“We are delighted that the parties involved in the decision are united in their commitment to the goal of honouring women in this most visible fashion,” said Women On 20s founder Barbara Ortiz Howard. “It’s high time to get the party started.”
Harriet Tubman was born as a slave in Dorchester County, Maryland, the daughter of Benjamin Ross and Harriet Green, both Ashanti African slaves. The exact date of her birth is unknown, but it is thought to have been in 1820 on the plantation of Edward Brodess. She was one of eleven children, but her older siblings were sold to other owners down further south. Called Araminta at birth, Harriet took the name of her mother sometime in her teens. She started out as a household worker, but was soon transferred to the fields, work which she preferred more. She did not learn to read and write as a child, and was often rented out by her owner to work for others. By this was she was given the opportunity to earn some money, albeit little, for herself.
In 1844, Harriet married John Tubman, a free African American man. However, it did not seem to be a successful union, as John later remarried. In 1849, Harriet successfully planned her escape to freedom in the North. She used the Underground Railroad, a network of safe-houses. It was operated mostly by abolitionist Quakers, and open to runaway slaves in an attempt to help them reach their freedom. However, after arriving in Pennsylvania, Harriet decided to return to Maryland to bring her family up north with her as well. Harriet made numerous such trips over the next twelve years, bringing seventy people out of slavery. Some sources even say her efforts helped around 300 people escape slavery.
Abolitionist William Lloyd Garrison bestowed upon Harriet Tubman the name of “Moses”. Indeed, just like the ancient Jewish prophet did so long before her, Harriet led many of her people out of bondage. Her use of African-American spirituals to pass crucial escape information to slaves became a crucial resource, and the songs took on new meanings. She saved the lives of many people, avoiding capture both of herself and of many of those she was guiding. On her work as a “conductor” on the Underground Railroad, Harriet said, “I never ran my train off the track and I never lost a passenger.” Harriet was also a Union spy during the American Civil of from 1861 to 1864, and was said to have previously helped abolitionist John Brown with his plans to attack Harper’s Ferry.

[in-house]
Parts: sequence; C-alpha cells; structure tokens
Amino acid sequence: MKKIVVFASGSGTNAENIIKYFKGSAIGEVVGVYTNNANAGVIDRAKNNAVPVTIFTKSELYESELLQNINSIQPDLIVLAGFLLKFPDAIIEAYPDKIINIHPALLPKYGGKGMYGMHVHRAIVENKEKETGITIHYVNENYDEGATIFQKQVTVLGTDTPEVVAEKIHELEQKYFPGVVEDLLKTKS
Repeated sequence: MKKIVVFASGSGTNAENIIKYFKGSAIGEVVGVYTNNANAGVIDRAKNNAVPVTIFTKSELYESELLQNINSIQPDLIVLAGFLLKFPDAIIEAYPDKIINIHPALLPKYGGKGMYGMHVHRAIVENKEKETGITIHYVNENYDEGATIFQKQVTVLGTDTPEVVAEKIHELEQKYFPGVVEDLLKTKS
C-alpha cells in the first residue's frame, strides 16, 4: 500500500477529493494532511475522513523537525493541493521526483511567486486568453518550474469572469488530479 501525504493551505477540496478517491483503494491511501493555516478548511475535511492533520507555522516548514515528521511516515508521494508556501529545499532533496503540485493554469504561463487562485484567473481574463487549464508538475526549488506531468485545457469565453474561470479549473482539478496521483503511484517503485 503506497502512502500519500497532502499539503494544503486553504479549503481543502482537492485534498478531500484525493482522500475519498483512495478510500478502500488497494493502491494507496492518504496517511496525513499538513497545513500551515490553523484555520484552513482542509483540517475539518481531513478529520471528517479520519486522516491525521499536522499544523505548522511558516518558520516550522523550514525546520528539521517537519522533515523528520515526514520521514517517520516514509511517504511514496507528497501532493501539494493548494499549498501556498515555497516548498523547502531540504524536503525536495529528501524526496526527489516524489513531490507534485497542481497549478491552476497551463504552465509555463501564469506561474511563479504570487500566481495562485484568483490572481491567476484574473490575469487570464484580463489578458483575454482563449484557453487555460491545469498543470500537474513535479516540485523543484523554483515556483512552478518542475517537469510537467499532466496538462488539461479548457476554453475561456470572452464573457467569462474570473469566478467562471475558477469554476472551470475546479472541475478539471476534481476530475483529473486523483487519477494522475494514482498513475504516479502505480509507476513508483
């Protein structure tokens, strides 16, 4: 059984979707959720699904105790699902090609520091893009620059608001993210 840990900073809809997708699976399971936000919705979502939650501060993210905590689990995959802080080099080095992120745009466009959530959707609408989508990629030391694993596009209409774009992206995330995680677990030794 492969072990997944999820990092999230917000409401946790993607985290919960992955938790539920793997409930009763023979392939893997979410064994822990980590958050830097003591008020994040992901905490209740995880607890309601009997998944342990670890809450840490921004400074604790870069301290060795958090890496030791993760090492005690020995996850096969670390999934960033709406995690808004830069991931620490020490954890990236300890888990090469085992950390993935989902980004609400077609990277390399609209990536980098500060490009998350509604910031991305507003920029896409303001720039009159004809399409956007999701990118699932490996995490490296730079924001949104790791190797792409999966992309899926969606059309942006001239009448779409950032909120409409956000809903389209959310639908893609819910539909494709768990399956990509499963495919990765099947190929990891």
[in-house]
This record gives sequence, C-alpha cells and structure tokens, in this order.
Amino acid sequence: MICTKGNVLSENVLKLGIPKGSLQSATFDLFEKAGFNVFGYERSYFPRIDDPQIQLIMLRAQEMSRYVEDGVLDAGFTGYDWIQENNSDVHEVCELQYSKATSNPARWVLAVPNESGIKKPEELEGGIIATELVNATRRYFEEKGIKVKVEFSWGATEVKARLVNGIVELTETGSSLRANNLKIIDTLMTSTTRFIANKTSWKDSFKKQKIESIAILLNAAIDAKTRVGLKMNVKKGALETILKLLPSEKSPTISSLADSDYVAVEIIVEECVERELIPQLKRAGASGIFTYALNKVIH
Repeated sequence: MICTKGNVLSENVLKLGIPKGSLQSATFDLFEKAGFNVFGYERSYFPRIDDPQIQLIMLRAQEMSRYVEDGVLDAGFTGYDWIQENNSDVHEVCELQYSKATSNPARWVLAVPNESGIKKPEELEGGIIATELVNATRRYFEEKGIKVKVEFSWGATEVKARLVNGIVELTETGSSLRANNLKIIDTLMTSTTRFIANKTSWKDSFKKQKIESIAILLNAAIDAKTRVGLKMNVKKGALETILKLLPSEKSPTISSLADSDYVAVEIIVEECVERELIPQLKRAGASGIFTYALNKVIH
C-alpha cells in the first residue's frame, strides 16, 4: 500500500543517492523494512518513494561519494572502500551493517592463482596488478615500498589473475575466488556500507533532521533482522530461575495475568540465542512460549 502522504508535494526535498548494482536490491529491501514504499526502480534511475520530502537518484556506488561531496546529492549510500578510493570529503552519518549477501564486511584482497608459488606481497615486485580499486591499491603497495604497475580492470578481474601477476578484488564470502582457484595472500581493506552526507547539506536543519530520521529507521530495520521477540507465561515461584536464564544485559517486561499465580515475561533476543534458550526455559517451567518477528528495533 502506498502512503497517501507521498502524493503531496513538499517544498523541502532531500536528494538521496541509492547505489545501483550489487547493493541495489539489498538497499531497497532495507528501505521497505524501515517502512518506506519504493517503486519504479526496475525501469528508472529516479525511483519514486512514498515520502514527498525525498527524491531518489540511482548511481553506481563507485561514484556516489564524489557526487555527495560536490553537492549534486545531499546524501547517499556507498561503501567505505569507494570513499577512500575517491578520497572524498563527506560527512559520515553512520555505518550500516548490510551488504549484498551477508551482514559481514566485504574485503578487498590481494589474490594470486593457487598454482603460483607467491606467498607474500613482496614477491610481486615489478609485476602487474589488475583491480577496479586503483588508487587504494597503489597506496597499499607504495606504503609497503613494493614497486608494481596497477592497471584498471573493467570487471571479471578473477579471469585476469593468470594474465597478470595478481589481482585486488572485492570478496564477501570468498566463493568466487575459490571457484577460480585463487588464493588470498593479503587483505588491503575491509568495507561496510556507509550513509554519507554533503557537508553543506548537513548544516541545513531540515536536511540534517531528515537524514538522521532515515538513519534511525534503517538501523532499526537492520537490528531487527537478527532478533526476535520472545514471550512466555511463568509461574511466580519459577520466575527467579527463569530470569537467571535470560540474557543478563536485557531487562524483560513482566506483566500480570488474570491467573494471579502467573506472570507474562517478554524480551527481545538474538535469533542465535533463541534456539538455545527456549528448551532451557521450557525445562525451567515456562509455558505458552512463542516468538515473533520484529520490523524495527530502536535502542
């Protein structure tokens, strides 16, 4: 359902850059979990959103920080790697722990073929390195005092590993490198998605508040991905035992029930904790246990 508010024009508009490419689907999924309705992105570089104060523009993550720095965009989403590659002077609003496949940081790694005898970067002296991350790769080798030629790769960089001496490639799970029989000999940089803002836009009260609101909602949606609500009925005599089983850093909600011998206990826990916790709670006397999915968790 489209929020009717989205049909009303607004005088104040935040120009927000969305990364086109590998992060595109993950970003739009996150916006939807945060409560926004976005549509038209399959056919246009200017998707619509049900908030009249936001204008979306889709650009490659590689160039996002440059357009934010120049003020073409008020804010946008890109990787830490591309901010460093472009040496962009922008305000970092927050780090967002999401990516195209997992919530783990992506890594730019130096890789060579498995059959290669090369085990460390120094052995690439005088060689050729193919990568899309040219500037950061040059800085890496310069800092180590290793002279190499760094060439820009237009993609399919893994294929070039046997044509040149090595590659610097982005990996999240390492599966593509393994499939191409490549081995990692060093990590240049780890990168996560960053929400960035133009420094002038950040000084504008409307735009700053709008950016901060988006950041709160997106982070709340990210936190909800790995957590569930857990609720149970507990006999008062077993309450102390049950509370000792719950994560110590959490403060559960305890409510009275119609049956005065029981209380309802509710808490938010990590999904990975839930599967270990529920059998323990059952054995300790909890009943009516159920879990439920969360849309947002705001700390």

As a child, Harriet received a head injury which left her with epileptic fits. These seizures made it difficult for her to do her work in the fields, and resulted in beatings and other mistreatment. The effects of the injury remained with her throughout the remainder of her life. The Fugitive Slave Law of 1850, passed just as Harriet began making her trips with the Underground Railroad, made it even more dangerous for escaped slaves in the North as it increased provisions for returning slaves caught in another state to be returned to their owners. However, Harriet worked with others to settle those in most in danger in beyond the nations borders in Canada, from where they wouldn’t be returned to their “masters”.
Death and Legacy
At the 1896 inaugural meeting of the National Federation of Afro-American Women, Harriet was the key speaker. The Harriet Tubman Home for the Aged was opened in New York in 1908, named in her honor. As a woman and a former slave, Harriet Tubman became an icon for those seeking justice, and her spirituals were sung in the marches of the Civil Rights movement half a century after her death. Everything from stamps to U.S. Naval ships to asteroids have borne her name. She died in 1913, and her parting words were those of Jesus: “I go to prepare a place for you.” Her courageous accomplishments freeing slaves, fighting in the Civil War, and speaking on behalf of women’s rights have inspired women and men to continue the fight for justice and freedom for all.
Source: FT /OTCEER